Flexible electronic displays made on the cheap.
Today’s computers may have display screens capable of being turned 180 degrees, but scientists have developed a technique that could produce bendy screens that roll up like newspapers.
The team of scientists from the University of Oulu, in Finland, and Rensselaer Polytechnic Institute in Troy, New York, published their research in August in the nanotechnology journal Small.
Their paper explains how they were able to print electrically conductive nanoparticles onto flexible surfaces using a common inkjet printer. The experiment was among the first to show that nanoparticles can be applied to paper using a simple, inexpensive method that would be relatively easy to commercialize.
“It’s a trivial idea, but it seems to work,” said Robert Vajtai, a researcher at the Rensselaer Nanotechnology Center and co-author of the paper.
Nanotechnology is a branch of science that uses particles approximately one-billionth of a meter long. For comparison, a single strand of hair is 50,000 nanometers wide.
The nanoparticles used in this experiment were carbon nanotubes, or hollow tubes of carbon, the shape of which scientists compare to rolled chicken wire.
These tubes are of growing interest to the electronics industry because of their tiny size, thermal stability and high electrical conductivity.
Carbon nanotubes can be tricky to work with, however. In order for them to be fully conductive, a characteristic necessary for use in electronic products, they must be strictly aligned with each other. Each molecule must also have the right “twist,” according to Ted Sullivan, an analyst who works at Lux Research, a New York City-based nanotechnology and physical sciences consulting company.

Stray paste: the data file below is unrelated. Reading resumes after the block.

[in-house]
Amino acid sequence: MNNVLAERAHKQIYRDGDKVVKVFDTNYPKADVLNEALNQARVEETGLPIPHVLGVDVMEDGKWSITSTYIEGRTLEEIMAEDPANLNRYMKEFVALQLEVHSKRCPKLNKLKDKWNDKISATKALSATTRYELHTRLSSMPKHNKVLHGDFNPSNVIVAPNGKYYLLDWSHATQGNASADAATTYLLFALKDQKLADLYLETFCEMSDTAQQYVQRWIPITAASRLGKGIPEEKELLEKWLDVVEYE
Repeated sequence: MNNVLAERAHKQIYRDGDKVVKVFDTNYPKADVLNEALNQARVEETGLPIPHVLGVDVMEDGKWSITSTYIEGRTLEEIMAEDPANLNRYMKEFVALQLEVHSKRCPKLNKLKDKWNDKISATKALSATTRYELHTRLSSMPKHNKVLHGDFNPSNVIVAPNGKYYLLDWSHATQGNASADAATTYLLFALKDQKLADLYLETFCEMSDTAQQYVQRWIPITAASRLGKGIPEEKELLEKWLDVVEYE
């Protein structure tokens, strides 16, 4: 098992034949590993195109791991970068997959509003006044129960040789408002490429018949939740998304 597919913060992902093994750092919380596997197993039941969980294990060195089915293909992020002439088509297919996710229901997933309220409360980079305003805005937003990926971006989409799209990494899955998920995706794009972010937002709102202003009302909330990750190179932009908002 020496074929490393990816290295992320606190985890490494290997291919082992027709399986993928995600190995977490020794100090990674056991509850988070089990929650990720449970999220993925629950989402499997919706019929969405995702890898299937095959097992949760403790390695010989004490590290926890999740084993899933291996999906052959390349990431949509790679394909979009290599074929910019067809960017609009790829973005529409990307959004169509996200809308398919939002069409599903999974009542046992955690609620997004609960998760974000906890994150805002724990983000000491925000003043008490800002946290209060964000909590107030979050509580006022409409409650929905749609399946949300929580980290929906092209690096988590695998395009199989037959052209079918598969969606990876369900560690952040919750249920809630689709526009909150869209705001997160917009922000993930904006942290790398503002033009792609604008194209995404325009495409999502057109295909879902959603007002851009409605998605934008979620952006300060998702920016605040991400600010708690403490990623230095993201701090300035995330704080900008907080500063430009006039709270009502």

Scientists refer to this “twist” as chirality. A chiral molecule is one that cannot be superimposed on its mirror image. Each form of a chiral molecule comes with its own electrical properties, which means that in the world of carbon nanotubes, not all forms are equally conductive.
In their experiment, the Rensselaer-Oulu team’s methods placed the carbon nanotubes onto both paper and plastic surfaces haphazardly rather than in an ideal strict chiral alignment. Despite this, with a few passes of the printer, they were able to make an electrically conductive picture of Albert Einstein.
That’s a significant milestone for a field in which most researchers are using expensive printers and a lot of chemicals to apply carbon nanotubes to a flexible surface, according to Vajtai.
Sullivan agrees. “With printable technology, the real breakthrough is lower cost,” he says, estimating that such technologies could become available within five to 10 years.
And Bingqing Wei, an assistant professor at Louisiana State University who has been working with carbon nanotubes for over ten years, calls the inkjet research concept “excellent” because it successfully applies nanotechnology on a large scale.
Wei imagines that the team’s technique, once perfected, will allow product developers to incorporate carbon nanotubes into any substance that can be printed onto paper, helping the electronics industry produce bendable computer screens and billboards that wrap around corners.